Organics / November 23, 2018

A Short Guide to Healthy Seasonal Eating

For people who want fresher, tastier, and more nutritious produce, seasonal eating is the way to go. Now, this isn’t a new trend – it’s actually the way people have been eating for centuries. But with easy transport of goods around the world and the advent of the modern supermarket, somewhere along the line this way of eating got lost.

A Short Guide to Healthy Seasonal Eating

The principle behind seasonal eating is simple: purchasing and consuming food around the time it was harvested. For example, getting strawberries in season in New York state means buying them in June or July, when the harvest is ripe.

Why eat seasonally?

There are some big benefits to this way of eating. First, the food is fresher and more nutrient-dense. Out-of-season produce is generally harvested before it’s ripe to allow time for it to be packed, shipped, and distributed to supermarkets. This is why sometimes you need to let fruits and vegetables ripen when you bring them home.

In contrast, fruit and vegetables from local farms don’t have to travel long distances and are therefore much fresher when they reach the consumer. They’re also picked at the peak of their ripeness and therefore tend to be more full of flavor. Research has found that fruits and vegetables that are allowed to ripen naturally on their parent plant have more nutrients, so they’re also better for you.

When you buy from local growers, you have the opportunity to learn about how the food was grown. In addition to being more confident about the farming practices behind food you’re consuming, knowing the ‘who’ and ‘how’ behind the food connects you to it in a way you simply can’t match by purchasing from a grocery store.

Eating seasonally can also have a significant impact on your wallet. Buying food at the peak of its supply means that prices tend to be lower. And since it hasn’t been shipped halfway around the world through multiple distributors, the produce requires less of a markup to ensure those people get paid.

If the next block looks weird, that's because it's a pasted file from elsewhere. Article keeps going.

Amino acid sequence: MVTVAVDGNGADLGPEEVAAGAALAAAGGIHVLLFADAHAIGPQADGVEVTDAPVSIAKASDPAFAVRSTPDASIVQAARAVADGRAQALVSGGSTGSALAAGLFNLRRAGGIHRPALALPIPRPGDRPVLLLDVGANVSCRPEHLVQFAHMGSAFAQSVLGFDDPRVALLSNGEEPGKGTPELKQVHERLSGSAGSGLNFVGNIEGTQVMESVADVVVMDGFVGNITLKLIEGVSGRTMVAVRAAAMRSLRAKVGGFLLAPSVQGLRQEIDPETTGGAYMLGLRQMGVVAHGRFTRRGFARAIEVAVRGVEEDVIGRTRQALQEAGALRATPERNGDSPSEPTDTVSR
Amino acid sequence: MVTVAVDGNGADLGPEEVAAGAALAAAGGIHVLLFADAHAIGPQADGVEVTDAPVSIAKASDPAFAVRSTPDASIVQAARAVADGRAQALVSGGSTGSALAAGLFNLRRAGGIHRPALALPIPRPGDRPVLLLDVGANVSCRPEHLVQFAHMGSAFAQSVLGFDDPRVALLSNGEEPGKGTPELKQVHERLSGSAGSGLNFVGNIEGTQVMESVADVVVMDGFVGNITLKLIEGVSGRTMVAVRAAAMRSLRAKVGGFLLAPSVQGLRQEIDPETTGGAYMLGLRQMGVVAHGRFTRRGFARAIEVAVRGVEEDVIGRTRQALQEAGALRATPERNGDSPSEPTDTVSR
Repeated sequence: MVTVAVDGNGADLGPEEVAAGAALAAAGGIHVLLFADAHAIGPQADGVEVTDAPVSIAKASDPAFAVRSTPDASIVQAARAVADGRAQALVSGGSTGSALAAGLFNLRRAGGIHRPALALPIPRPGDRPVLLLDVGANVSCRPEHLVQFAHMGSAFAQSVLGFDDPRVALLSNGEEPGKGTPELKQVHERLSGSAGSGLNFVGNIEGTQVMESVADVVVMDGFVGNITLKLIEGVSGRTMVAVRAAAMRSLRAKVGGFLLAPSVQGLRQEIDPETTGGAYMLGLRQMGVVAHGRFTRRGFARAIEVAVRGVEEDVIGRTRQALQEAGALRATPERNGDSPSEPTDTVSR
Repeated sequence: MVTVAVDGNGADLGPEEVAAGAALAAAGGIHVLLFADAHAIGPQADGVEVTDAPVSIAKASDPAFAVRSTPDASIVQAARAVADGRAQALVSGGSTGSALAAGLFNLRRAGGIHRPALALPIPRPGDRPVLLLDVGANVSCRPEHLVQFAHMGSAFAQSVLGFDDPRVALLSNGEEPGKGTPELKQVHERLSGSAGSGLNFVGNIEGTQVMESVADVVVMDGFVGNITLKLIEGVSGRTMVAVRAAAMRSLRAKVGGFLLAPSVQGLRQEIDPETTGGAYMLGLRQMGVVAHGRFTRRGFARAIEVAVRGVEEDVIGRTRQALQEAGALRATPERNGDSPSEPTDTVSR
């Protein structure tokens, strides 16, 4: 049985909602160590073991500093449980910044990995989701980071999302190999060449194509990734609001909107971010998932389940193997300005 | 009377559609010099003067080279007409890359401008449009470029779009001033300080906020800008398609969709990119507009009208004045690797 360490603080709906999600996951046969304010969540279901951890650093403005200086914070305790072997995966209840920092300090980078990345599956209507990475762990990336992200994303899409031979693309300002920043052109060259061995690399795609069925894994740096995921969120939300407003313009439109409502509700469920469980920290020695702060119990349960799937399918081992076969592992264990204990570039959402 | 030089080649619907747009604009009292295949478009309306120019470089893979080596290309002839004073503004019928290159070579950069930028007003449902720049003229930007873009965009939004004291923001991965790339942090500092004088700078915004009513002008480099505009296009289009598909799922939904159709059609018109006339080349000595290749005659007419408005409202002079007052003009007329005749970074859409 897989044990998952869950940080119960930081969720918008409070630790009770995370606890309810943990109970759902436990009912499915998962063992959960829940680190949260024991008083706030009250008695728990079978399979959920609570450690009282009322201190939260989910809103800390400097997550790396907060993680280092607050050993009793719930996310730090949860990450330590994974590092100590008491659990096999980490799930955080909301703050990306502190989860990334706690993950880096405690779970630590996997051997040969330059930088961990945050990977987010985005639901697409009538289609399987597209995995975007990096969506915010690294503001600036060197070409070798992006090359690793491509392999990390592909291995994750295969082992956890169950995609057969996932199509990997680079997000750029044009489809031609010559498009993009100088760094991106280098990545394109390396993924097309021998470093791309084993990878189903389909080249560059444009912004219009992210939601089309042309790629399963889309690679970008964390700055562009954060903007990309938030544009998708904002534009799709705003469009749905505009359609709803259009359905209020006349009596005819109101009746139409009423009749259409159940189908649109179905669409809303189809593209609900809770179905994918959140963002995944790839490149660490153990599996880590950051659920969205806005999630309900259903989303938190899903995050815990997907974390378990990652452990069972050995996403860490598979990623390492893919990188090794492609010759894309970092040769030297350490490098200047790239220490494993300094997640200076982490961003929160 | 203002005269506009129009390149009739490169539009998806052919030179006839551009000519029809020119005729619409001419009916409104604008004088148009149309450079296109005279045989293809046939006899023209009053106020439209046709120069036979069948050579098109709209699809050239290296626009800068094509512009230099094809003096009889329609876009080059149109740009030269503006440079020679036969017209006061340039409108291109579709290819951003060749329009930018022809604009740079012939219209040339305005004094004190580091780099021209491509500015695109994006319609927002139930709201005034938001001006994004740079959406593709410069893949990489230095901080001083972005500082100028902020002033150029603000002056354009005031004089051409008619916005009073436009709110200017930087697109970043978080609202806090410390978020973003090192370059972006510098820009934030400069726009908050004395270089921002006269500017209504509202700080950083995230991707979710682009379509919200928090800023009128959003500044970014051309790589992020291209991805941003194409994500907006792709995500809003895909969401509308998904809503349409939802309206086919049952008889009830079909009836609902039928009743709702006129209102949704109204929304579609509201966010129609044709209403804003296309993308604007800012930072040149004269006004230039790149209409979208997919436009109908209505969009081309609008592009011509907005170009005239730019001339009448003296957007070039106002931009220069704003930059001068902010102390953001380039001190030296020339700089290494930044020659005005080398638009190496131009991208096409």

How to start eating more in-season

While the principle of seasonal eating is simple, putting it into practice definitely has some challenges. Here are some tips to help you get started.

Learn about what’s in season in your area.

To buy seasonal produce, you have to know what that means in the area you live in. There are plenty of online resources that you can check out, but a great way to learn more is to visit your local farmer’s market. While they’re more plentiful in the summer, many places have year-round (in some cases, indoor) markets where local farmers sell seasonal goods.

Sign up for a local CSA program.

Community-supported agriculture programs, or CSAs, are booming right now. While they all vary a bit, CSAs are partnerships between local farmers and consumers with mutual benefits: they allow independent farms to thrive and families to consistently eat fresh, seasonal produce. You usually sign up between December and April for the coming growing season, paying for your share of fruits and/or vegetables up front. Once growing season is in full swing, you’ll receive weekly deliveries of fresh food boxes from approximately May through October.

Read the labels at your local supermarket.

While most supermarkets carry plenty of produce that’s been shipped in from abroad, they also tend to have plenty of local offerings. Take a look at the labels to see where the items they carry come from, and don’t hesitate to purchase things that are from your province or state, even if you’ve never tried them before! Eating seasonally brings a great opportunity to introduce new foods and try new recipes.

Follow food blogs.

Many food bloggers focus on seasonal eating, creating recipes based on the fruits and vegetables plentiful at that time of year. Sign up for their mailing lists and enjoy seasonal recipes delivered to your inbox on a regular basis.

Everything in moderation

Let’s be clear about something: this doesn’t mean you onlyhave to eat what’s in-season and grown locally. If you love avocados and oranges but they aren’t grown in your area, it’s perfectly fine to continue buying imported avocados and Florida oranges. Rather than turning your life upside-down to stick only to what’s in season right now, introduce some seasonal foods into your regular grocery shop and work to find a healthy balance.

(Read more about Trade, Macroeconomics & Agribusiness in Chile)